ICC elects Uganda’s Solomy Balungi as judge


As the International Criminal Court voted for its judges in New York, Justice Solomy Balunji, a Ugandan, won the fourth round of the voting, by 81 votes, hence becoming an ICC judge at the Hague based Court.

Justice Balungi made the mark as the second Ugandan Judge to join the International Court after Julia Sebutinde another Ugandan judge who joined the International Court of Justice (ICJ) in 2012.

The two Ugandan women judges are honored to be the first African women to sit on the International Court of Justice.

Japan and Peru’s candidates Tomoko Akane and Bañez Carranza Luz Del Carmen with 88 and 77 votes respectively, were the first to be elected, coming top in round one. Six places were being filled.

Uganda’s Permanent Representative to the UN Adonio Ayebare confirmed the result of Solomy’s victory late Tuesday.

‘Glad to announce the election of Justice Balungi Solomy Bosa of Uganda as Judge of the ICC. Thank you team Uganda,’ he tweeted.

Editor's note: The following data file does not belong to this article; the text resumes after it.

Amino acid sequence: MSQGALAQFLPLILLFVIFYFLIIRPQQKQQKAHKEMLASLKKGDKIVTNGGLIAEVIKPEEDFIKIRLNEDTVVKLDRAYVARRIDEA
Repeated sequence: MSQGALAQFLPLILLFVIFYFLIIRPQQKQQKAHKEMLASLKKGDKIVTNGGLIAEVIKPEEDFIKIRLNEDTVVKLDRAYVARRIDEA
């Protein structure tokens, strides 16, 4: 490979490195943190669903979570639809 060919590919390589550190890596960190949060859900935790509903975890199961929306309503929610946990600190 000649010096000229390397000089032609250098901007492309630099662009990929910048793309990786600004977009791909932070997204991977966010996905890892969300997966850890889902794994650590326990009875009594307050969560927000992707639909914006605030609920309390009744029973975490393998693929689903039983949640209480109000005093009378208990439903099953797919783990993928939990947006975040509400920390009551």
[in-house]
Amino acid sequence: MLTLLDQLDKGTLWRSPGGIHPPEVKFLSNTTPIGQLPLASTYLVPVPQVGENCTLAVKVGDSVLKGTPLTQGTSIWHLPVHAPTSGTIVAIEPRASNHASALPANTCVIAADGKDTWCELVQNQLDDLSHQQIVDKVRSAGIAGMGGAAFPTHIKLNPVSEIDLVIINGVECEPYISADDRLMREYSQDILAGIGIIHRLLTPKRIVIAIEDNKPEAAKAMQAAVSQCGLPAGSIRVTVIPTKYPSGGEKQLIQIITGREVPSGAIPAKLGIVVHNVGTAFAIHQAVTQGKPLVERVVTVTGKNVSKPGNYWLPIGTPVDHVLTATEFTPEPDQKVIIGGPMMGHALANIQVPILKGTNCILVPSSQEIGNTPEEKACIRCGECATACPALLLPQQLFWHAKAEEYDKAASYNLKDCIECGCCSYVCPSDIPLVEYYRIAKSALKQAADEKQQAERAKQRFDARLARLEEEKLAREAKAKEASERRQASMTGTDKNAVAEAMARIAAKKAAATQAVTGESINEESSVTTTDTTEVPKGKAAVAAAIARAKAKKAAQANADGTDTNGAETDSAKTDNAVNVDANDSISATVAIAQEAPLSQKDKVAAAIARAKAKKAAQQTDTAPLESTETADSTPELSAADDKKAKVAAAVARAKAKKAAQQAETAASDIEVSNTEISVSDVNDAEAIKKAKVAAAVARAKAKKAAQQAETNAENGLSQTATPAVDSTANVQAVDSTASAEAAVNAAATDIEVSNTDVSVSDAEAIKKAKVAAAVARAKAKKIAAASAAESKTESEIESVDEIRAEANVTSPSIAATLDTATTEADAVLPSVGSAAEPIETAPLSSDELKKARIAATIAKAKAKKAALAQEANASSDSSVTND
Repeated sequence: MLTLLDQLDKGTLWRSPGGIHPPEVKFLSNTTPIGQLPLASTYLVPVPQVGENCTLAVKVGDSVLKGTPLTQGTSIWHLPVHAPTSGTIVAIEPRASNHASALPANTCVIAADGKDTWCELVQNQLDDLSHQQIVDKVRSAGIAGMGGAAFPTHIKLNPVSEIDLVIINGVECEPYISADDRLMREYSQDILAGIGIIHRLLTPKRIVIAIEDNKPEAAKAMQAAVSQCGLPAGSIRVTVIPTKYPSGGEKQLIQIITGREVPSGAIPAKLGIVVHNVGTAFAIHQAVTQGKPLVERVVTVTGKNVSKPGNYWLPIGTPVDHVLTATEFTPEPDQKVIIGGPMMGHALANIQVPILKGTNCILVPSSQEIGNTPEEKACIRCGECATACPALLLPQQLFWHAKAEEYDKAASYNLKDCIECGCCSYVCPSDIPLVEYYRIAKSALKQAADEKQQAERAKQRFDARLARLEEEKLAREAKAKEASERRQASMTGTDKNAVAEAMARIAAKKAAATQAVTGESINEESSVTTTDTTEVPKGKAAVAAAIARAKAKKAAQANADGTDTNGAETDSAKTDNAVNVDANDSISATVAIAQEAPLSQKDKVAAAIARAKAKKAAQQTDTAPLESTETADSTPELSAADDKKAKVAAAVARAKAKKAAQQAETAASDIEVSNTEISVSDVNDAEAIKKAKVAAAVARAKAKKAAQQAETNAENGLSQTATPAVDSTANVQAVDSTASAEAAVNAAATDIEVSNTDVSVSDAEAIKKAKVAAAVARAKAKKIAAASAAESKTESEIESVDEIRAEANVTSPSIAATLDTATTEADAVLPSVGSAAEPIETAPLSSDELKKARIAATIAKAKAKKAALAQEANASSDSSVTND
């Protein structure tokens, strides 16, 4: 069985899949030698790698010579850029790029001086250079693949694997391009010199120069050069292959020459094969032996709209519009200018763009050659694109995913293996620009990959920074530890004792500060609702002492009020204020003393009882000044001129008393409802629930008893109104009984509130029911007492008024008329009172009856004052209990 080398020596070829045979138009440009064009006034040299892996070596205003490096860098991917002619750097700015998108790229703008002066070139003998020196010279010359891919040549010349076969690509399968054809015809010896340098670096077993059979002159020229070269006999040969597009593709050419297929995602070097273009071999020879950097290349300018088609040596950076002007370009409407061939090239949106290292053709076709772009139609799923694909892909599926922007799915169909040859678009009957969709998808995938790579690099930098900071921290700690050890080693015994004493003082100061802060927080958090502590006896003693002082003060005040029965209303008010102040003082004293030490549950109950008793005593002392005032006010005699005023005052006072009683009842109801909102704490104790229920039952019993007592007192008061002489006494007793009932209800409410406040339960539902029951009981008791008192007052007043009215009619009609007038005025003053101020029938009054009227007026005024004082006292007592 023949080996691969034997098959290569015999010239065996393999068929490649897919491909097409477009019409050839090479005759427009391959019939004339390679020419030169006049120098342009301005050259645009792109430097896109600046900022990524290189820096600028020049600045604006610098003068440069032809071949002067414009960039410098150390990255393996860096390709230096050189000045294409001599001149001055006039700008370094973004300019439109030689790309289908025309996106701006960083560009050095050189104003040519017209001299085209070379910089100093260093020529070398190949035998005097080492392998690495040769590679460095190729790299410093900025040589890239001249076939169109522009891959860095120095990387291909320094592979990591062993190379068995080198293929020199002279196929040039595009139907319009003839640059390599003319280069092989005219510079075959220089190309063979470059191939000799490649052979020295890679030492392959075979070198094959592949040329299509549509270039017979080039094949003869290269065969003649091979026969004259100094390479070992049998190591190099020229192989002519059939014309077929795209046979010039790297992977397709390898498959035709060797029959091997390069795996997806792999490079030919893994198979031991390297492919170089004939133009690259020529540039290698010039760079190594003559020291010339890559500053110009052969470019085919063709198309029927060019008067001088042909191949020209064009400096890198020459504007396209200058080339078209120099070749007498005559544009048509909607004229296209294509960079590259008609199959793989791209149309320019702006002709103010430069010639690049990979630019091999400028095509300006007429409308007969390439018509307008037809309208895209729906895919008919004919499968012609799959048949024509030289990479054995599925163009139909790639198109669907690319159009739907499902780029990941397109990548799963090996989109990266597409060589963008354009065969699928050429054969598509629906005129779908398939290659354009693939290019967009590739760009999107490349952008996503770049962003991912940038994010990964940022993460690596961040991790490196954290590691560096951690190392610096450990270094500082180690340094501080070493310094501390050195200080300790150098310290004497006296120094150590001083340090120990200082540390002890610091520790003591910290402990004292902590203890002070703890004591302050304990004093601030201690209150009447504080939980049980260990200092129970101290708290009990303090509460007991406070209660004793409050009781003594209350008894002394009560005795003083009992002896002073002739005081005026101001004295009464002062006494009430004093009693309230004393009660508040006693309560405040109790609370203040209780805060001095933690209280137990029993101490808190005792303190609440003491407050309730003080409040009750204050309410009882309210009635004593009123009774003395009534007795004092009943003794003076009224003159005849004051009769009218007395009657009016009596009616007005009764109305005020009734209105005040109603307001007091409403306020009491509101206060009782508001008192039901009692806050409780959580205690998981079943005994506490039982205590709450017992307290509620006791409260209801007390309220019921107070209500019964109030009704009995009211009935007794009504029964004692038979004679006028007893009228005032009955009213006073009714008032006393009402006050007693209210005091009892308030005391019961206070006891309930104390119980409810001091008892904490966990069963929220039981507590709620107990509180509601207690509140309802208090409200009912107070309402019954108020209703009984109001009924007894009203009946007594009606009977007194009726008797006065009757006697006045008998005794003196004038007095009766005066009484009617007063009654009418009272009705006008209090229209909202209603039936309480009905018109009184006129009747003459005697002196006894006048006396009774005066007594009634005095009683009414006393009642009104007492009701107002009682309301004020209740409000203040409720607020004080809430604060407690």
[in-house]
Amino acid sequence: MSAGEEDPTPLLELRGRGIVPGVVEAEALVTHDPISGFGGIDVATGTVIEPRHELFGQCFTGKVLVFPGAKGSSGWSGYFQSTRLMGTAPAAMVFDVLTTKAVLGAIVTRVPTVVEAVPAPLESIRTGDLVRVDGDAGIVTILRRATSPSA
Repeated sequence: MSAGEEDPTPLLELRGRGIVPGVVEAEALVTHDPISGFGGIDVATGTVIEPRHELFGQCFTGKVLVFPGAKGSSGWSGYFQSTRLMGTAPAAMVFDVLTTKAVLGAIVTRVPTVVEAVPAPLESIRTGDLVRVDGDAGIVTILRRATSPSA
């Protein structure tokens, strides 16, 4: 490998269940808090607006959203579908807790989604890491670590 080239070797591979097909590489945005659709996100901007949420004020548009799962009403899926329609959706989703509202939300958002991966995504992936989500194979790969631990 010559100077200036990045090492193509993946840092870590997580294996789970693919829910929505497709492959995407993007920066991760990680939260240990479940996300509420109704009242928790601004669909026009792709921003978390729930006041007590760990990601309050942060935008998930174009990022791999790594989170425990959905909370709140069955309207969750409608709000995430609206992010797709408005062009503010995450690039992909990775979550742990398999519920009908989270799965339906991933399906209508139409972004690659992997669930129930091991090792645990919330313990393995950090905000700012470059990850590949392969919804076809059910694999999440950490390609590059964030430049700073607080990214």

Balungi has been a human rights activist since 1980 and founded a non-profit organization including the East African Centre for Constitutional Development, the Uganda Network on HIV, AIDS, Ethics and the Law and the Uganda Law Society.

Balungi was a lecturer at the Law Development Centre of Uganda from 1981 until 1997 and she was a legal practitioner from 1988 until 1997, representing indigent women and expanding legal aid, including serving as President of the Uganda Law Society.

She became a Judge on the High Court of Uganda from 1997 until 2013.

In 2013, she was appointed by Ugandan Constitutional Court, and in 2014, she was one of the judges who canceled Uganda’s Anti-Homosexuality Act for not being passed with the required quorum.

ICC member states had nominated 12 candidates for election to six vacant judicial positions at The Hague-based Court.

ICC member states Lesotho, Uganda, Croatia, Mongolia, Benin, Japan, Bosnia, Peru, Uruguay, Canada, Ghana and Italy were nominated.

The election of judges at the 16th Assembly of States Parties (ASP) session in New York, follows the Court’s regular judicial elections process, which replaces a third of the 18 judges’ bench every three years. The new judges will serve a nine-year term from March 2018.











Reporter: Shamilah Namuddu

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